Craig’s team at the major Washington law firm Skadden, Arps, Slate, Meagher & Flom concluded that Yanukovych’s government had not locked up Tymoshenko for political reasons and found “no evidence” during the review to support the idea that Yanukovych’s government had abused the justice system. The report was described, at the time, as the product of an “independent” review that the Ukrainian government under Yanukovych commissioned and funded.

But a little-noticed passage in the 31-page indictment against Manafort and Gates suggests Manafort may have secretly steered the Skadden report in a direction favorable to Yanukovych and may have wired the report’s authors millions of dollars to secure a friendly conclusion.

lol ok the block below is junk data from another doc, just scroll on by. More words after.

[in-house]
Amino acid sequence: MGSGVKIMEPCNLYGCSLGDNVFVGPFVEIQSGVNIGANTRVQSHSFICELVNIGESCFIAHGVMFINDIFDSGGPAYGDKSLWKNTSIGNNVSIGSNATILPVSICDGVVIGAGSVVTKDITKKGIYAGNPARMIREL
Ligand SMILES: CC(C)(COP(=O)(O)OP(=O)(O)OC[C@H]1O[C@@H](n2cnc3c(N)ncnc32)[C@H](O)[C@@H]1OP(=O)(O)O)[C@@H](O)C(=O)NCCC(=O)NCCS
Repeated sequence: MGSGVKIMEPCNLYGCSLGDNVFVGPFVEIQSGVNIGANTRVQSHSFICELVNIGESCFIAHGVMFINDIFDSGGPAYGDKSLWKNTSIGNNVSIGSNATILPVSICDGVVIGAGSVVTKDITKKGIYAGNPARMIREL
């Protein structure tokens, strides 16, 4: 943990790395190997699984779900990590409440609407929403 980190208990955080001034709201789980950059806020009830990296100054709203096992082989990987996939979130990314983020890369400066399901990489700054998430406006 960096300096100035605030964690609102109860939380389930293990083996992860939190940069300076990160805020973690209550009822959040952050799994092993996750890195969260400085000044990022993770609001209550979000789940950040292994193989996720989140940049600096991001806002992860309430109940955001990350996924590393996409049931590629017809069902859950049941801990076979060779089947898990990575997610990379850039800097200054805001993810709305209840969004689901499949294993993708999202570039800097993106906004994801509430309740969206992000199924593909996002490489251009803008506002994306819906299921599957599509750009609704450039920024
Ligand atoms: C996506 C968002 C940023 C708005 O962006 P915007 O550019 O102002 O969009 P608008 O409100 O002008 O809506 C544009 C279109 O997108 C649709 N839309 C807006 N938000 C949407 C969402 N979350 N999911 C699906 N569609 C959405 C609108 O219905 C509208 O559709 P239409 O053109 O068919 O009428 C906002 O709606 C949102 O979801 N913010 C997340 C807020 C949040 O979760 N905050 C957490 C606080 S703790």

“Manafort and Gates also lobbied in connection with the roll out of a report concerning the Tymoshenko trial commissioned by the Government of Ukraine,” Mueller’s team wrote in the indictment. “Manafort and Gates used one of their offshore accounts to funnel $4 million to pay secretly for the report.”

Craig did not respond to multiple requests for comment.

The report his team produced at Skadden received criticism at the time for its failure to find Yanukovych responsible for misconduct in a case that many human rights advocates considered a politically motivated effort to extract revenge on a rival.

Freedom House, a nonpartisan democracy watchdog, called many of Skadden’s findings “utterly baffling” and described the report as “misguided.”

“Predictably, the Yanukovych government seized on this part of the report as proof that the proceedings had conformed to the norms of judicial fairness,” Freedom House noted in a December 2012 blog post about the Skadden report.

The State Department, then under Clinton’s leadership, criticized Skadden’s methodology shortly after it completed the review in December 2012, but stopped short of accusing the law firm of colluding with Yanukovych.